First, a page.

Greece is going ahead with reform measures in defiance of its bailout obligations, with Prime Minister Alexis Tsipras calling Tuesday for parliament to vote on a series of social reform bills at the end of the week.
The vote is scheduled to take place Friday, the same day as a controversial deadline imposed by Greece's eurozone partners at talks that collapsed in Brussels on Monday.
"We will not succumb to psychological blackmail," Tsipras said following a dramatic showdown in Brussels which saw his finance minister reject a deal which hinged on an extension to the country's unpopular fiscal programme.
"The Greek democracy does not threaten and is not threatened. It does not deal in ultimata. It negotiates as an equal in Europe," he said.
As a meeting of eurozone finance ministers broke up without an agreement Monday, Brussels told Athens it must agree to extend its reform programme by the end of the week or face a possible exit from the eurozone.
Tsipras said Wolfgang Schaeuble had "lost his cool" ahead of the meeting, after the German finance minister said he felt "sorry for the Greeks".
"With great respect and in friendship, I would like to tell him he should feel sorry for people walking with their heads bowed."
A follow-up bill to be presented later will tackle the "humanitarian crisis caused by the mistakes in the bailout recipe," he said.
- 'Life the noose' -
Tsipras' "social salvation" government has pledged to spend two billion euros over the next year to provide free food, electricity, accommodation and medical support to thousands of poor families.
"This is the debt we must repay first. We will not betray the Greek people's confidence," the PM said.
The European Union and the International Monetary Fund bailed out Greece in 2010, and again in 2012 to the tune of some 240 billion euros ($273 billion), plus a debt write-down worth more than 100 billion euros.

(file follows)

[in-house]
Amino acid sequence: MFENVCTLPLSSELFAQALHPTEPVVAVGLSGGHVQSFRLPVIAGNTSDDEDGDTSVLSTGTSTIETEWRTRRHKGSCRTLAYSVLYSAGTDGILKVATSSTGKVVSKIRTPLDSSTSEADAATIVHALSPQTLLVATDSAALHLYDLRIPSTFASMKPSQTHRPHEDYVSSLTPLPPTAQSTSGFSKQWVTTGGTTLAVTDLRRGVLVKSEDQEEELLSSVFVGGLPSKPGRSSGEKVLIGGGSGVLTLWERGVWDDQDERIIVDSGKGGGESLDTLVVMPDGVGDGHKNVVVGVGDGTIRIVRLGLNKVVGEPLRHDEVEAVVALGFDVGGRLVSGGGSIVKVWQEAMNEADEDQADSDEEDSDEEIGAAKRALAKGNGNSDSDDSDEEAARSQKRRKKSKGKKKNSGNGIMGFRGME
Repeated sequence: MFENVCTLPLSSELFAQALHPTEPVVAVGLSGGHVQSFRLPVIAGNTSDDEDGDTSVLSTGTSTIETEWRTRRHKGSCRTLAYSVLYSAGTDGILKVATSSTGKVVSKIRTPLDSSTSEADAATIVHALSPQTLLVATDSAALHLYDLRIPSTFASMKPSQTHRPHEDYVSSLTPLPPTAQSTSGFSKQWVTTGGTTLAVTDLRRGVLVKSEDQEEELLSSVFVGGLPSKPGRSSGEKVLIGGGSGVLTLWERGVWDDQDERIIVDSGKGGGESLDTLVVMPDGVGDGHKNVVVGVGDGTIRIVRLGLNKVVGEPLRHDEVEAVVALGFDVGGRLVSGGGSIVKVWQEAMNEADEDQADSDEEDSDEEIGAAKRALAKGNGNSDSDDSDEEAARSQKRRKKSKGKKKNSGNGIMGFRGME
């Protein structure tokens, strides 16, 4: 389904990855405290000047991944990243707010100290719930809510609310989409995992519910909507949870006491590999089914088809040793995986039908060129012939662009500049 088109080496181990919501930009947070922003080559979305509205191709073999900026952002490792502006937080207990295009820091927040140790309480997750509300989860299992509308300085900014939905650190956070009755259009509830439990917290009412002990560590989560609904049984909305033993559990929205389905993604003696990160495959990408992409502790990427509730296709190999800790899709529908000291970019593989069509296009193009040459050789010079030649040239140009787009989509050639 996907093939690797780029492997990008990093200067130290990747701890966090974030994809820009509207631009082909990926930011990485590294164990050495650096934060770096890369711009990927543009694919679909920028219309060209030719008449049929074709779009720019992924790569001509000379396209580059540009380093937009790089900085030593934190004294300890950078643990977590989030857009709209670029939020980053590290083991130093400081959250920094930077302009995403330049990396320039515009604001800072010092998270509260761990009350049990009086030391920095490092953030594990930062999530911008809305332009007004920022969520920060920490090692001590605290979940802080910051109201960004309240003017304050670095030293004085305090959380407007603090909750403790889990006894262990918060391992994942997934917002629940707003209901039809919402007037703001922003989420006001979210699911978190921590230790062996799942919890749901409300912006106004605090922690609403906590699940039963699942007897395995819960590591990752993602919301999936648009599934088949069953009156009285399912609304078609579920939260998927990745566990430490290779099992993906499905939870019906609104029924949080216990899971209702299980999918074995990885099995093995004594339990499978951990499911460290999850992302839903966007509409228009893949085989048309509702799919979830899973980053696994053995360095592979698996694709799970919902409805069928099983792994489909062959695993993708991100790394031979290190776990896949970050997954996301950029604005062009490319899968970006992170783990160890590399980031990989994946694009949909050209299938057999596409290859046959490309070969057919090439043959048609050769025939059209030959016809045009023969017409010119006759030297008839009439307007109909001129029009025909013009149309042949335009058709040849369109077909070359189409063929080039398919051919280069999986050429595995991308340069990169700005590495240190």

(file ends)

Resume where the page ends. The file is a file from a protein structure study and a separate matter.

In return for the bailouts, the centre-right Greek government at the time agreed to a series of stinging austerity measures which Tsipras says are strangling the economy and which he has promised to ditch.
He insisted, however, that the radical left Syriza wants "to find a solution, not break with" Europe.
Tsipras accused Eurogroup head Jeroen Dijsselbloem of having taken off the table on Monday a draft agreement that Greece had been given by the EU's economic and financial affairs commissioner Pierre Moscovici.
The document, which Greece had been ready to sign, "alluded to the extension of the loan agreement and not the memorandum", the term used to describe the bailout obligations, he said.
The deal Dijsselbloem "replaced the first text with" was considered a huge step back by Athens, which refused to sign.
The social measures, which will be presented to deputies on Thursday, included "100 instalments to repay maturing debts to the state and social insurance funds," as well as measures for "workers, the unemployed and small and medium-sized businesses" which will "relaunch growth."
The measures will "lift the noose from the necks of millions of our fellow citizens, bring new income to state coffers and give the necessary development boost to the economy," Tsipras said.
Greek borrowing prices soared and the euro sank against the dollar hours after Athens turned Brussels down.
Finance Minister Yanis Varoufakis said however the different sides would find an agreement by Friday.